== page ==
The 56 lory and lorikeet species are among the most gorgeous and active of all parrots, and are usually quite bold in character. In both the wild (particularly Australia) and in zoos, lory feeding stations are a great hit with tourists, with hundreds of colorful birds flocking onto treat-bearing visitors.
The Effect of Feeding Ecology
Lory and lorikeets rely primarily upon a relatively scarce, widely-scattered food source – pollen and nectar, and herein lays the explanation for their aggressive feeding behavior. Competition at feeding sites has fostered in these birds a repertoire of over 30 threat displays…a far greater number than is seen in other parrots. Unfortunately, these tendencies often express themselves as aggressive behaviors in captivity, with even long-paired birds sometimes running into difficulties.
Space and Aggression
A change in the environment is frequently a pre-cursor to aggression. Giving the birds more room – a great concept in principal – often leads to fighting. This is true for many birds (and other animals)…I once lost 2 white-crested laughing jay thrushes to aggression after giving birds that had lived peaceably together for 18 month access to an adjoining cage. Of course, crowding can also lead to fights, but the possibility of extending or establishing a territory seems an especially strong factor. Lories seem particularly prone to this phenomenon.
Adding a Nest Box
The provision of a nest box may bring on breeding-related aggression in an otherwise peaceful male, and moving even a long-established pair to a new cage is always a cause for concern. Be sure to observe your birds carefully at such times, and separate them if you will be away for long periods when the change is first instituted.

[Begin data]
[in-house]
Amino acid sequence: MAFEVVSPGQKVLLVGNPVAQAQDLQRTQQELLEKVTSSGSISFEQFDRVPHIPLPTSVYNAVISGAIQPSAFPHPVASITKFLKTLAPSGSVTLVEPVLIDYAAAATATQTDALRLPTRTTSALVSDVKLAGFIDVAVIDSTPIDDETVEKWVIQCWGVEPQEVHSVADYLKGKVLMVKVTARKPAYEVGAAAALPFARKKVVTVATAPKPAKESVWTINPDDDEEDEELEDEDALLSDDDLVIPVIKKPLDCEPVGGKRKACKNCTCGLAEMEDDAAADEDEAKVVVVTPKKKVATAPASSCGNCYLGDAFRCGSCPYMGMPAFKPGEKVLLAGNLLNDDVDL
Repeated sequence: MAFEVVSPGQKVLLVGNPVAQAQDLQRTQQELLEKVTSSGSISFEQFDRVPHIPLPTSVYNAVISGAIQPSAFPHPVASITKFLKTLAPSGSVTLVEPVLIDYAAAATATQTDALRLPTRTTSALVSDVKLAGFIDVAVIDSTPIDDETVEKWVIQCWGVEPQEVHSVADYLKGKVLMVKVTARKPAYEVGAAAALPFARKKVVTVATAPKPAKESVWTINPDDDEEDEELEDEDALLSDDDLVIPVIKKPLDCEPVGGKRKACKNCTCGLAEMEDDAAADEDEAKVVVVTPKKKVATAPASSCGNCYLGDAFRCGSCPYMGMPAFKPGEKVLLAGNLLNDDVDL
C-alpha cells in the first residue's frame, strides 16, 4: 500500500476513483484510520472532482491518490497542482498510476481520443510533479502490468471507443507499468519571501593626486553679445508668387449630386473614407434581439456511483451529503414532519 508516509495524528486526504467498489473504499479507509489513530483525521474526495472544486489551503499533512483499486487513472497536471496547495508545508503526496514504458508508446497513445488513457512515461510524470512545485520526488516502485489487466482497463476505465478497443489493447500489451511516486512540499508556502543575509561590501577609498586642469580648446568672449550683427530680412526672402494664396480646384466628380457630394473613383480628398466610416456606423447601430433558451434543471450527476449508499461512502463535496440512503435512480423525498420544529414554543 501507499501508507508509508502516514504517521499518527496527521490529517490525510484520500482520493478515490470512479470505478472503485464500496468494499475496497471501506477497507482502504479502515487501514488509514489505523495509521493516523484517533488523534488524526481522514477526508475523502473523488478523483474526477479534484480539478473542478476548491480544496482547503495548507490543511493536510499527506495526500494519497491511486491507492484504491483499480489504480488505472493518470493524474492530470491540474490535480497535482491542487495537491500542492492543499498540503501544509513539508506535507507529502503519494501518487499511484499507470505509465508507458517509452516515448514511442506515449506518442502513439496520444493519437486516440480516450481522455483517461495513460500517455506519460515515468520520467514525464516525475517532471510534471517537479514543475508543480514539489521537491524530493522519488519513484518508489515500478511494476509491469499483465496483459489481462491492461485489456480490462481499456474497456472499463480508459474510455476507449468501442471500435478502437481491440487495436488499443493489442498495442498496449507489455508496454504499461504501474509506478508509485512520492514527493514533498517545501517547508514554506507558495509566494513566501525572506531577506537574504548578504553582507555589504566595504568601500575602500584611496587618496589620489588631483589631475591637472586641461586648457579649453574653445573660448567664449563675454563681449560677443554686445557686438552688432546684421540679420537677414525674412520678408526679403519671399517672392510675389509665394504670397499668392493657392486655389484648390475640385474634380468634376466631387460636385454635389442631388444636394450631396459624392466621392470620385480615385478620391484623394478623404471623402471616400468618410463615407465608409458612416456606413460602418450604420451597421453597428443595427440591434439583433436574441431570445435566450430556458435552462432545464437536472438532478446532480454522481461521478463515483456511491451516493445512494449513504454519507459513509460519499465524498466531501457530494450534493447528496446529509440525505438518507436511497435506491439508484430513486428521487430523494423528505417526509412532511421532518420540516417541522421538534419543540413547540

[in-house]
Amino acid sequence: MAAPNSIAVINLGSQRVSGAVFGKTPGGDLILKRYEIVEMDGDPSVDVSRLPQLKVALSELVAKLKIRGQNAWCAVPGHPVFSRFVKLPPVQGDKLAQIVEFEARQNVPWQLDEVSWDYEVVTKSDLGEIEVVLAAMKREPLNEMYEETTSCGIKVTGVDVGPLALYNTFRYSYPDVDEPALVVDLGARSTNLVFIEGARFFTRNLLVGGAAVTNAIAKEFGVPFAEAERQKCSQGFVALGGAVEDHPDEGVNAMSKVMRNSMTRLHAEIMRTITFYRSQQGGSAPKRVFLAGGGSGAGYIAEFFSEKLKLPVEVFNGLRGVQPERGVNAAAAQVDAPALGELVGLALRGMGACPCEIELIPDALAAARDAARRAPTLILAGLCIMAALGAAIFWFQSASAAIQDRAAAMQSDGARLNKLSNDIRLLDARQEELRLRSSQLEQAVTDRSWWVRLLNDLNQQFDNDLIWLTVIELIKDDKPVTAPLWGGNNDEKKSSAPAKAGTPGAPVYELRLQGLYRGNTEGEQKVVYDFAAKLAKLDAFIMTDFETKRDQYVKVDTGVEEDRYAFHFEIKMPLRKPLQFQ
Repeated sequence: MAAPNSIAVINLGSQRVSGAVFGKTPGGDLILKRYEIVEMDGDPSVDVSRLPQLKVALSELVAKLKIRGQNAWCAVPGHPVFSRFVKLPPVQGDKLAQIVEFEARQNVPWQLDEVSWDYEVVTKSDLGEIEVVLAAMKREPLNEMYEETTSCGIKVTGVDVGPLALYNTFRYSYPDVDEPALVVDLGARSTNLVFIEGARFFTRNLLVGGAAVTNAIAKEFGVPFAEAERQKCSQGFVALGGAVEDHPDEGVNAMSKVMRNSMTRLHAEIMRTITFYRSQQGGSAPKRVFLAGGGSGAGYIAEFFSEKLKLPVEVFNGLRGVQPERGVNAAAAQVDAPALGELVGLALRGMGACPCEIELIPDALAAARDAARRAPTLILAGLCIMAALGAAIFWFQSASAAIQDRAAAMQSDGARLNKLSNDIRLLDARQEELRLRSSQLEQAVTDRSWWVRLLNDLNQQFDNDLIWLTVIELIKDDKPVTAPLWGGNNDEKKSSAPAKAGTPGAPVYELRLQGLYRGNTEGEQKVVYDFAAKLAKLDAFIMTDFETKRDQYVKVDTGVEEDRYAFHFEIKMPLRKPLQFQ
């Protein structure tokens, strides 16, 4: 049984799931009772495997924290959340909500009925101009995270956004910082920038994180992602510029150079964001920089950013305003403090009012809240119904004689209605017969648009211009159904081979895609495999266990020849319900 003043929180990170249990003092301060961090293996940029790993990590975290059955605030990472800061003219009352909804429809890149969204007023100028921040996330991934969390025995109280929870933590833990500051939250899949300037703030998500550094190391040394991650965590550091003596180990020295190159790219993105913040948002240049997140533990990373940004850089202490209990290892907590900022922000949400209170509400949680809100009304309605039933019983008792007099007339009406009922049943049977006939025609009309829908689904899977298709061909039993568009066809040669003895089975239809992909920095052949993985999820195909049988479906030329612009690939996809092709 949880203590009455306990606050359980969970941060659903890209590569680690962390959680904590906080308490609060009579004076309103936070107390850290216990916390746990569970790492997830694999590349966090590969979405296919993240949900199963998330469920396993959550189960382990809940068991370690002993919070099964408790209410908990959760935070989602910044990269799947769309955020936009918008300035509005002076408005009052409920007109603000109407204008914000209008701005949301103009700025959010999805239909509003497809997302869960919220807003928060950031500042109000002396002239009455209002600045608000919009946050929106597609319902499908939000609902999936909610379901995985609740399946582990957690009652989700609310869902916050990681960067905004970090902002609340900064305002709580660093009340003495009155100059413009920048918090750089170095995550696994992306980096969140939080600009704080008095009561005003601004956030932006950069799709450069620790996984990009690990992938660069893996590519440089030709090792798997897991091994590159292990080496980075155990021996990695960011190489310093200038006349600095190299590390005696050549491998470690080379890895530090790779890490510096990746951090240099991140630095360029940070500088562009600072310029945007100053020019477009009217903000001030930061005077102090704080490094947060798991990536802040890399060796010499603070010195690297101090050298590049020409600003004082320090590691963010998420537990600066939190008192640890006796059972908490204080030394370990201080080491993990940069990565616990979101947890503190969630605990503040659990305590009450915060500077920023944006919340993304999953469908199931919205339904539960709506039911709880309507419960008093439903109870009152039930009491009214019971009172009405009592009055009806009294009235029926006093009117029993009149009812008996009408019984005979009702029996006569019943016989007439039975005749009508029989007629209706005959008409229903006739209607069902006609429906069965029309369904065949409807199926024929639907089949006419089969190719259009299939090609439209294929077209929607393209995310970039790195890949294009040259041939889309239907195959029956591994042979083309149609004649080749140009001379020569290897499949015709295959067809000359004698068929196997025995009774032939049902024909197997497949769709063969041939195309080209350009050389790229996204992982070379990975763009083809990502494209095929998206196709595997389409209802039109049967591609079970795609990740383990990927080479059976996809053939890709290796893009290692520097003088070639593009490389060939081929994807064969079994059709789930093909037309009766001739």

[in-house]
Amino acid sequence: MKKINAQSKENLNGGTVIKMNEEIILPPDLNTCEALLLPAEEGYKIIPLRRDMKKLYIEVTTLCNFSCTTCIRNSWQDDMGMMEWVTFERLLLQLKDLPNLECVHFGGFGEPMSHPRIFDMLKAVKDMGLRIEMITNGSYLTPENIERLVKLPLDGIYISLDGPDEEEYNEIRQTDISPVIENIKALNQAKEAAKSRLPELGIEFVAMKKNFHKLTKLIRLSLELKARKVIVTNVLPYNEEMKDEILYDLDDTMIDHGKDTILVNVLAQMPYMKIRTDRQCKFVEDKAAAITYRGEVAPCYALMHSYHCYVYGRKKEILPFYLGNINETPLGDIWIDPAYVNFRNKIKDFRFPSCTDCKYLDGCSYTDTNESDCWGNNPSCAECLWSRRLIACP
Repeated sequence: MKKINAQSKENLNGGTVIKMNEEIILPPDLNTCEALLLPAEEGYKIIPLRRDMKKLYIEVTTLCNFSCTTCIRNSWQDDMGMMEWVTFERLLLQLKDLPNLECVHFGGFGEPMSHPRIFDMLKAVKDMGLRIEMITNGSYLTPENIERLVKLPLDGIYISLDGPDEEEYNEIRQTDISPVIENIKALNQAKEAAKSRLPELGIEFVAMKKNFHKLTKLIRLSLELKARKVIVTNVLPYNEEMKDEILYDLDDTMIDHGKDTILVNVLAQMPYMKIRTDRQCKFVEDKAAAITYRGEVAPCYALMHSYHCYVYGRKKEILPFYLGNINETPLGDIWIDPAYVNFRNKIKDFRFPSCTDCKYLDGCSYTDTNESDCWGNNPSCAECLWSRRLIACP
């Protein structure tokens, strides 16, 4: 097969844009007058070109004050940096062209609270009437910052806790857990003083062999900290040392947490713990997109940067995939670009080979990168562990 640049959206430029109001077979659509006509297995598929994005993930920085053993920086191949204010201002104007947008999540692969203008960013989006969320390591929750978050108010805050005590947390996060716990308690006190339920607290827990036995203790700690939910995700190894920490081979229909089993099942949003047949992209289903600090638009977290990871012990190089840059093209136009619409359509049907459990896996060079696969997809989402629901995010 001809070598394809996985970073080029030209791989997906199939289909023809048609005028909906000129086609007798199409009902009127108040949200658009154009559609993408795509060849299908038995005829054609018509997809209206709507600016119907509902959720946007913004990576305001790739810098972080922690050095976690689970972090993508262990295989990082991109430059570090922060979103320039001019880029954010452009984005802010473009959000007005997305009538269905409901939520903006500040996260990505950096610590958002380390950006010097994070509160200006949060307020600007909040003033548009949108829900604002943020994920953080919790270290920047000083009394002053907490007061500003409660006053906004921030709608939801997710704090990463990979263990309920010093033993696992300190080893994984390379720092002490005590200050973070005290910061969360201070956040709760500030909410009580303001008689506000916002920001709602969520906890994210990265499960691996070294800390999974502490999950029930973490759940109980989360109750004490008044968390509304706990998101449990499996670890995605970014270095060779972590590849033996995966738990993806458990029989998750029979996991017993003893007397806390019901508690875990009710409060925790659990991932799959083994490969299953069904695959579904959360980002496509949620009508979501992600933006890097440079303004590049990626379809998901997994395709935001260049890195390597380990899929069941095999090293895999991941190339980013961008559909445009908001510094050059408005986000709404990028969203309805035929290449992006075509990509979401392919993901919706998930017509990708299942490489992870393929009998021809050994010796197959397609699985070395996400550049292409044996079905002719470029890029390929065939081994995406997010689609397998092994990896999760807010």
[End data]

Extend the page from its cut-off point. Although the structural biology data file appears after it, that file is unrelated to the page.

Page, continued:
Introduce new birds by caging them side-by-side, and confine a possibly troublesome individual to a small cage or carrier within the larger cage, if space permits, to allow the birds to get used to each other. I relied upon this method with a wide variety of birds in zoo situations, and found it most useful. If using a carrier for the introduction, choose one with barred as opposed to solid sides, so that the birds can interact. Pets International Take Me Home Traveler is ideal.
Limiting mobility by clipping the wings of aggressive birds is another tried and proven method of easing the introduction process. The availability of a wide variety of bird toys and a complex, well-perched cage will go a long way in keeping your birds occupied with constructive (rather than destructive!) activities. Of course, proper lory nutrition is essential in fostering normal behavior and good relations among your pets.
Please also see my article on lory and lorikeet feeding behavior and natural history:
Lories and Lorikeets – why do they differ so from other parrots?
Image referenced from Wikipedia.